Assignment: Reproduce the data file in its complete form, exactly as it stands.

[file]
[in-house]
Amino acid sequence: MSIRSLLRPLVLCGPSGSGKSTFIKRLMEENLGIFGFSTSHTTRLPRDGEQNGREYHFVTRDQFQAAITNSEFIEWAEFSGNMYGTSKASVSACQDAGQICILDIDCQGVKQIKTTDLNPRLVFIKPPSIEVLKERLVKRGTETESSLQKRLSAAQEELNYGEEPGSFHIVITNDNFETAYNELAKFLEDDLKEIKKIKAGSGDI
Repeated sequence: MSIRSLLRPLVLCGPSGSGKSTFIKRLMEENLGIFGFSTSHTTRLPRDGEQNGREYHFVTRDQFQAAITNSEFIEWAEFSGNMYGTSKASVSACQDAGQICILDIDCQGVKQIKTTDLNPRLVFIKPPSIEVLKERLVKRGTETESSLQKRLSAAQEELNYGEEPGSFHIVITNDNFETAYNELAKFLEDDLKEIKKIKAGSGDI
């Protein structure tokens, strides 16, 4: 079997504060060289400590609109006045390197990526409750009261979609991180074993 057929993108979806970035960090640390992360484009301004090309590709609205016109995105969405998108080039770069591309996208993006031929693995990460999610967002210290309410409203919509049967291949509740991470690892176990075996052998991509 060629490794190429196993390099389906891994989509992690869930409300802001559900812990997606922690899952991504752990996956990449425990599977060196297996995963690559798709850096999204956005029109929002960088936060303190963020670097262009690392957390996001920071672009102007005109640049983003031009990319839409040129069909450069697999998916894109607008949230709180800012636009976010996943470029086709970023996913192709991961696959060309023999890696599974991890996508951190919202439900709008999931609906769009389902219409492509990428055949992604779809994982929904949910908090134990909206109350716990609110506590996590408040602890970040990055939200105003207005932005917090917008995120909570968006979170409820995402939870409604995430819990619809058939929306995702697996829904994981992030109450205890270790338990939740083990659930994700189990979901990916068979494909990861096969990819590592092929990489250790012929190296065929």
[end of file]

[in-house]
Amino acid sequence: MSIRSLLRPLVLCGPSGSGKSTFIKRLMEENLGIFGFSTSHTTRLPRDGEQNGREYHFVTRDQFQAAITNSEFIEWAEFSGNMYGTSKASVSACQDAGQICILDIDCQGVKQIKTTDLNPRLVFIKPPSIEVLKERLVKRGTETESSLQKRLSAAQEELNYGEEPGSFHIVITNDNFETAYNELAKFLEDDLKEIKKIKAGSGDI
Repeated sequence: MSIRSLLRPLVLCGPSGSGKSTFIKRLMEENLGIFGFSTSHTTRLPRDGEQNGREYHFVTRDQFQAAITNSEFIEWAEFSGNMYGTSKASVSACQDAGQICILDIDCQGVKQIKTTDLNPRLVFIKPPSIEVLKERLVKRGTETESSLQKRLSAAQEELNYGEEPGSFHIVITNDNFETAYNELAKFLEDDLKEIKKIKAGSGDI
């Protein structure tokens, strides 16, 4: 079997504060060289400590609109006045390197990526409750009261979609991180074993 057929993108979806970035960090640390992360484009301004090309590709609205016109995105969405998108080039770069591309996208993006031929693995990460999610967002210290309410409203919509049967291949509740991470690892176990075996052998991509 060629490794190429196993390099389906891994989509992690869930409300802001559900812990997606922690899952991504752990996956990449425990599977060196297996995963690559798709850096999204956005029109929002960088936060303190963020670097262009690392957390996001920071672009102007005109640049983003031009990319839409040129069909450069697999998916894109607008949230709180800012636009976010996943470029086709970023996913192709991961696959060309023999890696599974991890996508951190919202439900709008999931609906769009389902219409492509990428055949992604779809994982929904949910908090134990909206109350716990609110506590996590408040602890970040990055939200105003207005932005917090917008995120909570968006979170409820995402939870409604995430819990619809058939929306995702697996829904994981992030109450205890270790338990939740083990659930994700189990979901990916068979494909990861096969990819590592092929990489250790012929190296065929």